Background: Ultrasound and prophylactic dissections have facilitated identification of small-volume cervical lymph node (LN) metastases in patients with papillary thyroid carcinoma (PTC). Since most staging systems do not stratify risk based on size or number of LN metastases, even a single-microscopic LN metastasis can upstage a patient with low-risk papillary thyroid microcarcinoma (PMC) to an intermediate risk of recurrence in the American Thyroid Association (ATA) system and to an increased risk of death in the American Joint Committee on Cancer (AJCC) staging system (stage III if the metastatic node is in the central neck or stage IVA if the microscopic LN metastasis is identified in the lateral neck). Such microscopic upstaging may lead to potentially unnecessary or additional treatments and follow-up studies. The goal of this review is to determine if the literature supports the concept that specific characteristics (clinically apparent size, number, and extranodal extension) of LN metastases can be used to stratify the risk of recurrence in PTC. Summary: In patients with pathological proven cervical LN metastases (pathological N1 disease; pN1), the median risk of loco-regional LN recurrence varies markedly by clinical staging, with recurrence rates for patients who are initially clinically N0 (clinical N0 disease; cN0) of 2% (range 0%–9%) versus rates of recurrence for patients who are initially clinically N-positive (clinical N1 disease; cN1) of 22% (range 10%–42%). Furthermore, the median risk of recurrence in pN1 patients varies markedly by the number of positive nodes, 5 nodes (19%, range 7%–21%). Additionally, the presence of extranodal extension was associated with a median risk of recurrence of 24% (range 15%–32%) and possibly a worse disease-specific survival. Conclusion: Our previous paradigm assigned the same magnitude of risk for all patients with N1 disease. However, small-volume subclinical microscopic N1 disease clearly conveys a much smaller risk of recurrence than large-volume, macroscopic clinically apparent loco-regional metastases. Armed with this information, clinicians will be better able to tailor initial treatment and follow-up recommendations. Implications of N1 stratification for PTC into small-volume microscopic disease versus clinically apparent macroscopic disease importantly relate to issues of prophylactic neck dissection utility, need for pathologic nodal size description, and suggest potential modifications to the AJCC TNM ( t umor, n odal disease, and distant m etastasis) and ATA risk recurrence staging systems.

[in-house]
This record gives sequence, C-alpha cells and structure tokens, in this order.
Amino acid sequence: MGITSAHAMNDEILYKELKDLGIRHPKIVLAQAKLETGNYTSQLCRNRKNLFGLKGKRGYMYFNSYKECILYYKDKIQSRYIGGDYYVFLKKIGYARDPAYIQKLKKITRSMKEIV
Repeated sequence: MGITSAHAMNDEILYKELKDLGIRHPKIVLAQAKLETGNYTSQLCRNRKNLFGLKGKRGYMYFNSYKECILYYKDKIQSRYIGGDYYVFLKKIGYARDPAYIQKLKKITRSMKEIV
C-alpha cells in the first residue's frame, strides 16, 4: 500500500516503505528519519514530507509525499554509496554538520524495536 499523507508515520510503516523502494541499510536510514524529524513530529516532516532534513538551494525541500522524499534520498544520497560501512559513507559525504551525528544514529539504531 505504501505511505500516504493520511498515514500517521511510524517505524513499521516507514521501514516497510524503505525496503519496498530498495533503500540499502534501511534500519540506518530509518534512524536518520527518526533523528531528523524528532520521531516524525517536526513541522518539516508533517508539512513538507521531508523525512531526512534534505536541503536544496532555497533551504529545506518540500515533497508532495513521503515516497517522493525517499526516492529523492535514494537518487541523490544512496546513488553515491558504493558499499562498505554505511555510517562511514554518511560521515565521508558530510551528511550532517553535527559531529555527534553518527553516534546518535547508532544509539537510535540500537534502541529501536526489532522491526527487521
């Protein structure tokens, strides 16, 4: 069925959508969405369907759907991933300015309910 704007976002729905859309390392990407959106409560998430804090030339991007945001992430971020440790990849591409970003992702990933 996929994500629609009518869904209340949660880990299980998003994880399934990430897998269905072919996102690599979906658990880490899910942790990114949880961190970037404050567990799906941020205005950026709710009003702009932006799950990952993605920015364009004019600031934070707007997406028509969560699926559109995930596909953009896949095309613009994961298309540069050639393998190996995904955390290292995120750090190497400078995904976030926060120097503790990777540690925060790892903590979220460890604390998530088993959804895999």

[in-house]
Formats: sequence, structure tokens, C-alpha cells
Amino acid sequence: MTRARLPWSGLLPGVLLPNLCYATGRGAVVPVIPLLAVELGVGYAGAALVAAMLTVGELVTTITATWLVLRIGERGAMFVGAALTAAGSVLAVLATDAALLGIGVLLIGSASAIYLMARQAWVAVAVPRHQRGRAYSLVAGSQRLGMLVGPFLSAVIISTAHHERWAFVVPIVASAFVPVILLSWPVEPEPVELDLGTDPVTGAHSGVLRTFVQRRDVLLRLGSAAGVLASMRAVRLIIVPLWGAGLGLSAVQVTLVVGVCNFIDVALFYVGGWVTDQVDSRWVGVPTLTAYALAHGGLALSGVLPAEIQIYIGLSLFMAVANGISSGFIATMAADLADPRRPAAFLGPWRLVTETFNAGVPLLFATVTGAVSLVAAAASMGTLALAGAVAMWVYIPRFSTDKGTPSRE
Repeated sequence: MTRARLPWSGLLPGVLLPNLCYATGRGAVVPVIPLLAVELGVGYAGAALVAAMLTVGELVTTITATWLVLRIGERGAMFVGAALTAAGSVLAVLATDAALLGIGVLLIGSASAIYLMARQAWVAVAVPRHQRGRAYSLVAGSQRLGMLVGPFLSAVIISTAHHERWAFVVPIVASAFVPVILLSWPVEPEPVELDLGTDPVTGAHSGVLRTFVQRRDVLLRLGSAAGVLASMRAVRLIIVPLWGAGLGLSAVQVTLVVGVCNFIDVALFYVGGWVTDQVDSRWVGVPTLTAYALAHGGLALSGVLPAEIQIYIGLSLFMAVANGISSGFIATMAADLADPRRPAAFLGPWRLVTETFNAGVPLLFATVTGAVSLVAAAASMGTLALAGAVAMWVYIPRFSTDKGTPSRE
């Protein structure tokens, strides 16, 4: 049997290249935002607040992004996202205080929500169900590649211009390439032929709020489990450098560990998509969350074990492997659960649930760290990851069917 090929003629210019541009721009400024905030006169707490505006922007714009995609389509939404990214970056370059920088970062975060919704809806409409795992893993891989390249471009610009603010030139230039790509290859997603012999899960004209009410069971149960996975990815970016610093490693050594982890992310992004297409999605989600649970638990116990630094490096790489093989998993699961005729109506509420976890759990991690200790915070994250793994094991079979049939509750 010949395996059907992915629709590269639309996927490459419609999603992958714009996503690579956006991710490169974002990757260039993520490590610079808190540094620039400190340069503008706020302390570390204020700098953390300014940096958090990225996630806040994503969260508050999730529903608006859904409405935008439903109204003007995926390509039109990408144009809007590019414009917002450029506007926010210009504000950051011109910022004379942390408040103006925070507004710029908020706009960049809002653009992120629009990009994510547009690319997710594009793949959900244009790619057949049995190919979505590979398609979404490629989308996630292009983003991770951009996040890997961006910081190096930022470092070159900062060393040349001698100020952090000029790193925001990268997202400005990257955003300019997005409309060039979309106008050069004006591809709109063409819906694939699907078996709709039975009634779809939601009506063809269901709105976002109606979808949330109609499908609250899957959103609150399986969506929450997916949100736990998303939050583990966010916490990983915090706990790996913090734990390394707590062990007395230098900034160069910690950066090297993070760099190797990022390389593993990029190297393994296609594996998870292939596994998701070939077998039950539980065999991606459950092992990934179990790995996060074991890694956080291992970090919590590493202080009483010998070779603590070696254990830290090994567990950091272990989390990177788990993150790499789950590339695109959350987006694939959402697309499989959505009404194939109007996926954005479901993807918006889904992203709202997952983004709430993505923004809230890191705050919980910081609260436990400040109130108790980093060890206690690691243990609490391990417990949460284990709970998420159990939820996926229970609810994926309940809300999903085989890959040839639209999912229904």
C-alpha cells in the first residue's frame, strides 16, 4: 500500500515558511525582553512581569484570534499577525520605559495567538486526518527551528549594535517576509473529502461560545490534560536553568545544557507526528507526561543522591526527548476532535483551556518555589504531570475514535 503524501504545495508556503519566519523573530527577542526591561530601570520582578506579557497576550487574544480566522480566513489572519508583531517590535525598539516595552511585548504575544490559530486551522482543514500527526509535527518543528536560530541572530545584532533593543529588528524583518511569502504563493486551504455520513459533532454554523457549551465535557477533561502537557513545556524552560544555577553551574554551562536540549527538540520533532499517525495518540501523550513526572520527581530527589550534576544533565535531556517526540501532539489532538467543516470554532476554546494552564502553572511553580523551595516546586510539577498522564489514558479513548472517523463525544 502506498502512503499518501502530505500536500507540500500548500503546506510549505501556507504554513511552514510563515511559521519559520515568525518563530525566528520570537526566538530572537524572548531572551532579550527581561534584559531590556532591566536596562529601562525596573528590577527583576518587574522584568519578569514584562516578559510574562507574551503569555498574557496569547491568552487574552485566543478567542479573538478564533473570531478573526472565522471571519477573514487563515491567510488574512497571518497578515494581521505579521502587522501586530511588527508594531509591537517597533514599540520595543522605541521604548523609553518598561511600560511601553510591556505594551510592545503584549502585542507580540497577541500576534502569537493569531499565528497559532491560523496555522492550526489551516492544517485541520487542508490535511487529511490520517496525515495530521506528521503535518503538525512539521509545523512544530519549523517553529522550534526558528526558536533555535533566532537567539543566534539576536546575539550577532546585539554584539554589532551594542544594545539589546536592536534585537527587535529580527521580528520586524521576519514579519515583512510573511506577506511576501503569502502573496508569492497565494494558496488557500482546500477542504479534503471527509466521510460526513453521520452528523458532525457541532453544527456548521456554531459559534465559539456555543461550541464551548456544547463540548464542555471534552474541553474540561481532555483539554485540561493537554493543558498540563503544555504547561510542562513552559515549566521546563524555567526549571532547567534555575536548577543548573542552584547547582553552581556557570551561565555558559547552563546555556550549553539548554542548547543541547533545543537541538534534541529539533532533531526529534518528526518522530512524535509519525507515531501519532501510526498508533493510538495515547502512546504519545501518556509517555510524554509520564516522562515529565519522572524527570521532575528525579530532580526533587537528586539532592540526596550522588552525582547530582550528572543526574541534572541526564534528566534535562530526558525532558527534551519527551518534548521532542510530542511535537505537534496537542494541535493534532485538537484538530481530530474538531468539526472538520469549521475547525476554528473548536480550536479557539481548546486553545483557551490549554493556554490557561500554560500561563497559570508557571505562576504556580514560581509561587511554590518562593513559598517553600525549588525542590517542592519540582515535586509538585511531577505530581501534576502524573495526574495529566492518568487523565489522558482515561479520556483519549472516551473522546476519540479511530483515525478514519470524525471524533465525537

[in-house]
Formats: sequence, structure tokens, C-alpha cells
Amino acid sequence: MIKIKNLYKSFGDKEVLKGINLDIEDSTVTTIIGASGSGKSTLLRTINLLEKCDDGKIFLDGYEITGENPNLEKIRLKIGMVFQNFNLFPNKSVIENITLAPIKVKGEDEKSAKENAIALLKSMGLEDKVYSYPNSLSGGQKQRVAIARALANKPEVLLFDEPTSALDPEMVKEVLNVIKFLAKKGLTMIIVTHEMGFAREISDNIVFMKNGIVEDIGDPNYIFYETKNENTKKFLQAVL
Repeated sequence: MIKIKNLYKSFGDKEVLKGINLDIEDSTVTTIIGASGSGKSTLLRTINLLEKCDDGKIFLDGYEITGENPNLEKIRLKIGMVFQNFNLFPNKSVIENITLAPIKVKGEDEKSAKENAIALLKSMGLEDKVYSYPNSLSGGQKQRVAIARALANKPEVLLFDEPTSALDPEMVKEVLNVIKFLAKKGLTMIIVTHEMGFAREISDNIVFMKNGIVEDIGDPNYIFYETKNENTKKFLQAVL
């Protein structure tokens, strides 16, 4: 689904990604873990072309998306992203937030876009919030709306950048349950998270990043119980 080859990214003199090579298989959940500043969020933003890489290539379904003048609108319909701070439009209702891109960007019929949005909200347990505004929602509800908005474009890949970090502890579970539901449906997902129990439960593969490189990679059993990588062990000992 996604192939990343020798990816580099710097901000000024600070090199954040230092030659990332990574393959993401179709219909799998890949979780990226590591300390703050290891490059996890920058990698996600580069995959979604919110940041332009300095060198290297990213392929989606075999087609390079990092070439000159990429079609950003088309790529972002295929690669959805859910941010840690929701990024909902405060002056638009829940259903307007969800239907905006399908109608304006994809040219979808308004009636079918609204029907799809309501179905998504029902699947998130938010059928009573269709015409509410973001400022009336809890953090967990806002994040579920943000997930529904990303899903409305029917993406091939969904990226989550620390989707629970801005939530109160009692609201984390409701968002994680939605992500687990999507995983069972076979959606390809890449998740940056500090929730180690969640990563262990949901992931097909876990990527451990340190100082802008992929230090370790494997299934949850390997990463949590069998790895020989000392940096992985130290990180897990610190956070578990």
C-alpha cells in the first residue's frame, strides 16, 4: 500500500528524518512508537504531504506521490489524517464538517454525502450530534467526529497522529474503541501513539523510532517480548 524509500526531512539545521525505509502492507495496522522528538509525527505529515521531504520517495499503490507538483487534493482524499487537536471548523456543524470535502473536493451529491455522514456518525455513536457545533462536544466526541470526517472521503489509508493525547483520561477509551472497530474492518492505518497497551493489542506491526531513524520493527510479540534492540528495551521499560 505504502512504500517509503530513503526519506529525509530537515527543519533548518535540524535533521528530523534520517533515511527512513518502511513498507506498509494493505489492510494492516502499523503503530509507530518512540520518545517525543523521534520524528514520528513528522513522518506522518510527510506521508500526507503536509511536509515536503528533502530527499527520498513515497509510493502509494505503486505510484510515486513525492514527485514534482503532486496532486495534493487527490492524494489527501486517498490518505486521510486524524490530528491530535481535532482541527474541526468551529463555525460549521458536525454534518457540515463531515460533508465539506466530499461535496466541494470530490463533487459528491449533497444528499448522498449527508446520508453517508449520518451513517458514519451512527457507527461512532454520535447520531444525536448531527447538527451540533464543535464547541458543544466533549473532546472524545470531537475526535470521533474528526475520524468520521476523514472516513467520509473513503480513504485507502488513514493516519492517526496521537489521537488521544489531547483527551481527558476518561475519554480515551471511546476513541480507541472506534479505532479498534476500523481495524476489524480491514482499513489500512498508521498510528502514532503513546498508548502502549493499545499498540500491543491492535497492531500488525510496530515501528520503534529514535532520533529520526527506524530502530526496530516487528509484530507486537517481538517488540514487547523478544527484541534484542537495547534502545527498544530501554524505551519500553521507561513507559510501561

Background: Inherited and sporadic medullary thyroid cancer (MTC) is an uncommon and challenging malignancy. The American Thyroid association (ATA) chose to create specific MTC Clinical Guidelines that would bring together and update the diverse MTC literature and combine it with evidence-based medicine and the knowledge and experience of a panel of expert clinicians. Methods: Relevant articles were identified using a systematic PubMed search and supplemented with additional published materials. Evidence-based recommendations were created and then categorized using criteria adapted from the United States Preventive Services Task Force, Agency for Healthcare Research and Quality. Results: Clinical topics addressed in this scholarly dialog included: initial diagnosis and therapy of preclinical disease (including RET oncogene testing and the timing of prophylactic thyroidectomy), initial diagnosis and therapy of clinically apparent disease (including preoperative testing and imaging, extent of surgery, and handling of devascularized parathyroid glands), initial evaluation and treatment of postoperative patients (including the role of completion thyroidectomy), management of persistent or recurrent MTC (including the role of tumor marker doubling times, and treatment of patients with distant metastases and hormonally active metastases), long-term follow-up and management (including the frequency of follow-up and imaging), and directions for future research. Conclusions: One hundred twenty-two evidence-based recommendations were created to assist in the clinical care of MTC patients and to share what we believe is current, rational, and optimal medical practice.